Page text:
The synthetic drug K2 is now illegal in New York City.
“We are getting K2 off our streets and out of the hands of New Yorkers, and this legislation will improve quality of life for all New Yorkers,” de Blasio says, calling K2 “a poison that threatens public safety and public health.”
De Blasio noted that the new laws “criminalize sellers and manufacturers, without punishing users who are held hostage by this toxic drug.”
Sale of the K2 or another synthetic drug known as “bath salts” is now punishable by up to a year in jail and up to $5,000 in fines. Additionally, the city can now revoke, suspend, or refuse to renew the licenses of cigarette dealers if they are found to be selling the drugs.
Synthetic marijuana, K2, and Spice are nicknames for synthetic cannabinoids, mind-altering drugs whichcan be up to 100-times more potentthan traditional marijuana. The drugs, which are often produced in powdered form in underground labs in China, are shipped to the US, liquefied, and doused on dry plant matter.
The drugs are known to produce unpredictable and sometimes deadly effects.
The move comes after a summer marked by an escalation in K2 use and efforts by NYPD to crack down on its sale and distribution.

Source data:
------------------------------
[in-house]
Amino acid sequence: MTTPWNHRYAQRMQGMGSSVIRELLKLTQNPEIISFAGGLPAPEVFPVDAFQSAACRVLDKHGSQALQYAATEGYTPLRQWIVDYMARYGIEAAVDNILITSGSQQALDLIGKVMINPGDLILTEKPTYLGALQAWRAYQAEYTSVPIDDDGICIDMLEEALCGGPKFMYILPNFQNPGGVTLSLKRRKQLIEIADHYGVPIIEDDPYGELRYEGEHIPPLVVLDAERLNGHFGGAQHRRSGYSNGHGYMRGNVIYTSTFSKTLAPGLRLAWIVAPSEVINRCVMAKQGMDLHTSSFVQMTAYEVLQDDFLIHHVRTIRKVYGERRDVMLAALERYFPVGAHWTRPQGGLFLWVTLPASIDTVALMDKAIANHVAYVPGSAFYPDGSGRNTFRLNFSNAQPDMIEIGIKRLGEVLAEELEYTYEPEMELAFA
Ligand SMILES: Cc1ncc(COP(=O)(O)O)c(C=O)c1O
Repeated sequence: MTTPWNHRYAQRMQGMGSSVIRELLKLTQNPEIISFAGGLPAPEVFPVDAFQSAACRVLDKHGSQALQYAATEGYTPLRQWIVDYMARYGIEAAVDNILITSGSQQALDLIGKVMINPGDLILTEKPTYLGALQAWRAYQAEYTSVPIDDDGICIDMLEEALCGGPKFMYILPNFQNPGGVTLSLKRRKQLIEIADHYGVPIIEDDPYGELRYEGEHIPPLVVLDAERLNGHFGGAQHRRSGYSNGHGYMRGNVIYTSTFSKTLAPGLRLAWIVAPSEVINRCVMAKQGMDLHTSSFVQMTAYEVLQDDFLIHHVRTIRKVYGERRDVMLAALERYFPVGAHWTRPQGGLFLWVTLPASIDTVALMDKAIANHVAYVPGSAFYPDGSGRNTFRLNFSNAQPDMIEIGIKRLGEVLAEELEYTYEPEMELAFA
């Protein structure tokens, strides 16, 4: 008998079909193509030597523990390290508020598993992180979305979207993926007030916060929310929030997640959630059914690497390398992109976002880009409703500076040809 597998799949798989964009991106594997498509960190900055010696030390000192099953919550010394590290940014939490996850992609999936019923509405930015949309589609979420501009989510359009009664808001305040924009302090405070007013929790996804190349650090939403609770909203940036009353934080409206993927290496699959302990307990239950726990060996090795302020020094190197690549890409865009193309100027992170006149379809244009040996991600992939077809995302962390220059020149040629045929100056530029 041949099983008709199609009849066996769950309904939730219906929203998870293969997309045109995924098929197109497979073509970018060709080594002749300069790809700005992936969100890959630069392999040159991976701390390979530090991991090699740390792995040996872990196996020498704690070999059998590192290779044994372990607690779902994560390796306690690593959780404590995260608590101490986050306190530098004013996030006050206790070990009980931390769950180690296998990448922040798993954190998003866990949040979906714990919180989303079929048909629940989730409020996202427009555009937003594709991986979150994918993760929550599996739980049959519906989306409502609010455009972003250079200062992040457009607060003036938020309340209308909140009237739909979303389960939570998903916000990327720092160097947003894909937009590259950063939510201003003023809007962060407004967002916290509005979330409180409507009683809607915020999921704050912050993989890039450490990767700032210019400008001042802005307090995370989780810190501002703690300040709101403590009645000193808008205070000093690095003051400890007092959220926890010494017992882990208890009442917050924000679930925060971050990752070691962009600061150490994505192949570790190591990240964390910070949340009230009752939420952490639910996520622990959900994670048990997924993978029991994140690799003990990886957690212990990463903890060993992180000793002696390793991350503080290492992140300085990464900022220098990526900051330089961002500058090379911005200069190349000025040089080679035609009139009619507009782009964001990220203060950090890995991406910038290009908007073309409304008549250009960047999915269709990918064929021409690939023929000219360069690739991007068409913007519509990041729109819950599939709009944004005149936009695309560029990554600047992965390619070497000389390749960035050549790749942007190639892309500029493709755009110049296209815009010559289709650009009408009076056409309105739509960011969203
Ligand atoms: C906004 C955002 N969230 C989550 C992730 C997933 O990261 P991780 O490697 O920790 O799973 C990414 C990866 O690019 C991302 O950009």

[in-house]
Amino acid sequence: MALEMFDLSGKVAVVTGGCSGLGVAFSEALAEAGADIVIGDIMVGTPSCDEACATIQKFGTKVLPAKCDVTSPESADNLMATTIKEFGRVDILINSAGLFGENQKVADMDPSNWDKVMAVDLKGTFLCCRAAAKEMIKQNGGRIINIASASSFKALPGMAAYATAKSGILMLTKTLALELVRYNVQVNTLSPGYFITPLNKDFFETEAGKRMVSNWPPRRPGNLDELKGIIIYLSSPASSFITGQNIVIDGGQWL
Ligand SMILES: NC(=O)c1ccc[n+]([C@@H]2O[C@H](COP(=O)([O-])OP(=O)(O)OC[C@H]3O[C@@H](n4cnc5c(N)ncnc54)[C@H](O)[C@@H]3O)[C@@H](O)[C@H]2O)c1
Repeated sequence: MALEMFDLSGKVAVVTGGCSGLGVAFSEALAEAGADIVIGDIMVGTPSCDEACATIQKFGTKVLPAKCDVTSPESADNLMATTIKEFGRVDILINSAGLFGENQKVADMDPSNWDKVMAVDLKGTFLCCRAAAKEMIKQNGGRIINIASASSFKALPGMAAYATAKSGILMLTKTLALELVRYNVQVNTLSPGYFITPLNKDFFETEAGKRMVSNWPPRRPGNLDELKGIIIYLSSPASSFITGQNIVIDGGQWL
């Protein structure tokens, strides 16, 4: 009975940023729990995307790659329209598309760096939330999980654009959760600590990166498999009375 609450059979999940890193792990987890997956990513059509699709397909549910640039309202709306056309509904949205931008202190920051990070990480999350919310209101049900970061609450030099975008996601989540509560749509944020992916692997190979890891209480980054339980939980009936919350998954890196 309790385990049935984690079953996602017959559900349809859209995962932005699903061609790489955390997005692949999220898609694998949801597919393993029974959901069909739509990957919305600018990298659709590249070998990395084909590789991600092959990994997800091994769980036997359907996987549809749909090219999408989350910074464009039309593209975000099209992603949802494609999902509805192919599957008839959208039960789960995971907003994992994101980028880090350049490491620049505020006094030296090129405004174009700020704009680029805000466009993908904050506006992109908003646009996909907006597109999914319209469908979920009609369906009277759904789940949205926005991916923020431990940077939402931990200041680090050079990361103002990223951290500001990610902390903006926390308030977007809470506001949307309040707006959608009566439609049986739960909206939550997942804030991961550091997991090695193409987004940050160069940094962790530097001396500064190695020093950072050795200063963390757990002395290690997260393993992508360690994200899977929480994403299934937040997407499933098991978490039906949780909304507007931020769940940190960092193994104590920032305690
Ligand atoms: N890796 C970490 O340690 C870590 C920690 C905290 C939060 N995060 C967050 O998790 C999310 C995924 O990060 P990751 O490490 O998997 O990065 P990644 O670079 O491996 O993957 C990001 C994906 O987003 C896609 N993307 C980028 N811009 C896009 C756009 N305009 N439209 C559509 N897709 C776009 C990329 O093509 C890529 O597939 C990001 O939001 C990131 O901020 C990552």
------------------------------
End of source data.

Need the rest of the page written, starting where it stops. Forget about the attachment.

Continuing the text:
In early August, New York City’s police commissioner, William Bratton, said that the drug, which he referred to as “weaponized marijuana,” was of “great and growing concern” to the city’s police force – which had seen a spike in hospitalizations from the drug.
The drugs have been responsible for 2,300 emergency room visits in New York City over a recent two-month period.
K2’s potency, widespread availability, and price – apackage can be purchased for as little as $5 at local bodegas – have made it increasingly popular in New York, especially among the young and the homeless.
In mid-September, the NYPD and the Drug Enforcement Administration conducted a joint operation, seizing around 300,000 “street-ready” packages of synthetic cannabinoids from 93 different New York City bodegas and delis and five suspected production warehouses, DEA spokeswoman Erin Mulvey told Business Insider.
The raid also yielded “three truckloads” of precursor chemicals and supplies capable of producing thousands more packages.
At one point, the problem became so bad that an entire block in East Harlem became known for the proliferation of bodegas that sold the drug and users hanging around smoking it.
Matthew Speiser contributed reporting to this article.